Archive for January, 2011


January 28, 2011

Like many English majors, I spent a spell living like a homeless person in my car. I thought you might like to see my library:

Typically, the trunk was stuffed more than it is in this photo. This was taken while unpacking in New Orleans. Sorry for not providing the full experience.


State of the Union

January 26, 2011

In the wonky circles round the net that I find myself reading when I’m not driving about the country actually working on politics, good commentary on the State of the Union abounds. Ed Kilgore does a solid job summarizing the political significance of the thing. And Matt Yglesias boils it down to a sentence:

As I understand it, gay soldiers will win the future by riding high speed trains to salmon farms.

The general consensus is that the speech was vague on policy specifics (and that doesn’t matter since the president cannot achieve any policy goals with the Republican-controlled House) but was a very smart piece of strategic, political positioning (which also doesn’t much matter either because November 2012 is still a long way off). I generally agree. But I want to point out that, as far as I can tell, this speech is the first time that Team Obama has adopted the Mitch McConnell world view, turned it on its head and used it for their own purposes. Here’s McConnell, from Josh Green’s profile in The Atlantic, on his policy of strict obstructing all of Obama’s legislative proposals:

“We worked very hard to keep our fingerprints off of these proposals,” McConnell says. “Because we thought—correctly, I think—that the only way the American people would know that a great debate was going on was if the measures were not bipartisan. When you hang the ‘bipartisan’ tag on something, the perception is that differences have been worked out, and there’s a broad agreement that that’s the way forward.”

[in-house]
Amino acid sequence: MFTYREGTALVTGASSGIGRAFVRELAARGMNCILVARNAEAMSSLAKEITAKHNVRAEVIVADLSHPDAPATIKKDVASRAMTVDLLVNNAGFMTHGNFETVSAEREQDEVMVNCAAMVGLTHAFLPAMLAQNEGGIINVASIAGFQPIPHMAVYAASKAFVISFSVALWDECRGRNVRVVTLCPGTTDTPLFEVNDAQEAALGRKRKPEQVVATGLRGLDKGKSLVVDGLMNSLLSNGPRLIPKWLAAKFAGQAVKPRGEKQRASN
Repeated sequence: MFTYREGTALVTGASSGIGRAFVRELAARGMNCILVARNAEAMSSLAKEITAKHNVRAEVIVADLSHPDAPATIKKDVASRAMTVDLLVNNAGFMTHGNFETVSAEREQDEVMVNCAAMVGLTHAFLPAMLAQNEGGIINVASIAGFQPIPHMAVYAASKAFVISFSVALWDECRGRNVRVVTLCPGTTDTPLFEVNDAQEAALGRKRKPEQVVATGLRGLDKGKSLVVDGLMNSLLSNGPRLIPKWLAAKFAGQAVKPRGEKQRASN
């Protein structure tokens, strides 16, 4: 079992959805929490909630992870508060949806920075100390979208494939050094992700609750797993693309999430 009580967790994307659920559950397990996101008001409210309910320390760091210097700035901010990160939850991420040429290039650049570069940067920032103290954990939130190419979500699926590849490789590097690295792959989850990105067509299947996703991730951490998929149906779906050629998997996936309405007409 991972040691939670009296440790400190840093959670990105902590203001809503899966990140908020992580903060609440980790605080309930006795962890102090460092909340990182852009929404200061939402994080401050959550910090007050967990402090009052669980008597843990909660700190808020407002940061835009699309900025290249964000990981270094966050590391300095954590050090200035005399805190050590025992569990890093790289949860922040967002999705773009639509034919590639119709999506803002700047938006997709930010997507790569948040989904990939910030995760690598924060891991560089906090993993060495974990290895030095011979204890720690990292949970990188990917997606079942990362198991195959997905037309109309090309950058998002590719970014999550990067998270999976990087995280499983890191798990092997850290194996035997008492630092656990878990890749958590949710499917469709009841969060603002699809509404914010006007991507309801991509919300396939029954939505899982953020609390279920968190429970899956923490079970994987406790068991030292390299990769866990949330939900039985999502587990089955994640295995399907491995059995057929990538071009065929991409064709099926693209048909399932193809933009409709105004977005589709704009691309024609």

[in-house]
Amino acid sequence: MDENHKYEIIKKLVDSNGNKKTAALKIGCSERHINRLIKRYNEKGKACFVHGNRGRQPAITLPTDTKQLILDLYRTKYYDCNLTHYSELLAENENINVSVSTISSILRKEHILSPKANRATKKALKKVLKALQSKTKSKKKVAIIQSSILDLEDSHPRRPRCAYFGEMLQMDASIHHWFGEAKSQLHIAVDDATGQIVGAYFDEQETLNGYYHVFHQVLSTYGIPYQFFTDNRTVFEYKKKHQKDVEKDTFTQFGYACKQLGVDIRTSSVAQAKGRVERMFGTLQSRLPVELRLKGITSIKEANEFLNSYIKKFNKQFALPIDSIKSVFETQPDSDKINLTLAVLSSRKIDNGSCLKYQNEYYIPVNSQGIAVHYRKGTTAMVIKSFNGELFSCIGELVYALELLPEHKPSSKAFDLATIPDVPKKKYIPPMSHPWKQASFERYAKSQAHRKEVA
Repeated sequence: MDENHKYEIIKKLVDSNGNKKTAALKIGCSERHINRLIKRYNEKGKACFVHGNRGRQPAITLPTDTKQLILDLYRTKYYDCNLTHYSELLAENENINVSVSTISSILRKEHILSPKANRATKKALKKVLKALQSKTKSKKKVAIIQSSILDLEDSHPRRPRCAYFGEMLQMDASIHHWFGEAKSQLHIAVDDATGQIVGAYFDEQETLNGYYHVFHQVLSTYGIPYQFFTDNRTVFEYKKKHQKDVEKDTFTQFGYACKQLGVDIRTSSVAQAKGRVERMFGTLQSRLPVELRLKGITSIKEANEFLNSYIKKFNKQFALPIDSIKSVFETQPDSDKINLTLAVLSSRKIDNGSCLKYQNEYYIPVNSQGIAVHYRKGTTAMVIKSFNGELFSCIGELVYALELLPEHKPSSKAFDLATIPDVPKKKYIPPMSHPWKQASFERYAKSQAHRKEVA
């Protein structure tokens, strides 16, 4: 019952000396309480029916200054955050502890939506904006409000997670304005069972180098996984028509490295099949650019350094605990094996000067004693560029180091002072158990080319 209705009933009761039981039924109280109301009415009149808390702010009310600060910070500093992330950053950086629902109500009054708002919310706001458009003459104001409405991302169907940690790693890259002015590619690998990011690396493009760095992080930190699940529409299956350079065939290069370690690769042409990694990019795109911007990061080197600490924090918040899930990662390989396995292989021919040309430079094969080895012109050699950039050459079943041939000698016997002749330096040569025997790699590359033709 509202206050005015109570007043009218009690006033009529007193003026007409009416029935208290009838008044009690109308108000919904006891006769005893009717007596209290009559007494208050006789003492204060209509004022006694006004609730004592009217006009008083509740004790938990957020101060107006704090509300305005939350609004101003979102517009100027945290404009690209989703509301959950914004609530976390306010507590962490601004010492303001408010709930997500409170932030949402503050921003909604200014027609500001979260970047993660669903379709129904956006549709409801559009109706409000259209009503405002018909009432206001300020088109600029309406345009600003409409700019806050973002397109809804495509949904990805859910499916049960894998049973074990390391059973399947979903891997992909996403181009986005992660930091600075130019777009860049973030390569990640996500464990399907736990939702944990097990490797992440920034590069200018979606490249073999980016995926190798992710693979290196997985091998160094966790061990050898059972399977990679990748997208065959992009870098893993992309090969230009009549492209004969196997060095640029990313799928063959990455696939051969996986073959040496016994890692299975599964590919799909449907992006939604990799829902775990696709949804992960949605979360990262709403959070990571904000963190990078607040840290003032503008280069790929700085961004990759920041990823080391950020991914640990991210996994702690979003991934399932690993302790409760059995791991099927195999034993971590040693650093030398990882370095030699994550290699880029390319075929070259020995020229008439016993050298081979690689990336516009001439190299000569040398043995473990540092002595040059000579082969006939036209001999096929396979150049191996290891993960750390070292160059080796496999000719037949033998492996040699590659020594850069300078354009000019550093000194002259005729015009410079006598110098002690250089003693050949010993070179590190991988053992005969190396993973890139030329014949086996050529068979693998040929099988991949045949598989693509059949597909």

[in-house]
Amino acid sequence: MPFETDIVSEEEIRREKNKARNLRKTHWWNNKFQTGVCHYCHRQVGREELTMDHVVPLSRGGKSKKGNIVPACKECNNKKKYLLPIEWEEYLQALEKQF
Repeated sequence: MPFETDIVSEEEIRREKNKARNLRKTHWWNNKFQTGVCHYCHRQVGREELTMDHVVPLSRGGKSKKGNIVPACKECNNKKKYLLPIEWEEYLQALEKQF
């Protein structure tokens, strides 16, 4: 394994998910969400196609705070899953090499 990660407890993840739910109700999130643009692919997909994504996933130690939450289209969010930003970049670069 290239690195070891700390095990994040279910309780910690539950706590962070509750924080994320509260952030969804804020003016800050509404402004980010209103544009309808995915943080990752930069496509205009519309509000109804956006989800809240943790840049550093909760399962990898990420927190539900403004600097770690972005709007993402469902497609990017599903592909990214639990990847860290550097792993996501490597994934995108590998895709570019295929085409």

According to McConnell, the majority of Americans are politically pretty oblivious. They don’t read proposed legislation. They don’t even read wonks who read proposed legislation. They just absorb the political climate surrounding proposed legislation: bipartisan support = good, no bipartisan support = bad. Thus, McConnell concludes, if his party denies support to ALL of Obama’s proposed legislation, then it will all = bad. Which of course is good for Republicans. But very bad for the country, as Matt Yglesias points out, because our country’s government structurally requires bipartisan votes in order to function.

Now, it seems to me that at last night’s address Obama and the Democrats played their own version of McConnell’s game, but they reversed it. Instead of strict obstructionism, we got enforced conviviality. First, you had the bipartisan couples sitting throughout the chamber, as opposed to the traditional partisan seating arrangements. McConnell wasn’t happy about this idea. It gave the impression that the whole audience was cheering the President, not just his party. Bipartanship = good.

But my favorite moment of enforced conviviality was a slick maneuver Obama pulled in his speech. Speaking on the American Dream, he said:

That dream is why I can stand here before you tonight.  That dream is why a working-class kid from Scranton can sit behind me.  (Laughter and applause.)  That dream is why someone who began by sweeping the floors of his father’s Cincinnati bar can preside as Speaker of the House in the greatest nation on Earth.  (Applause.)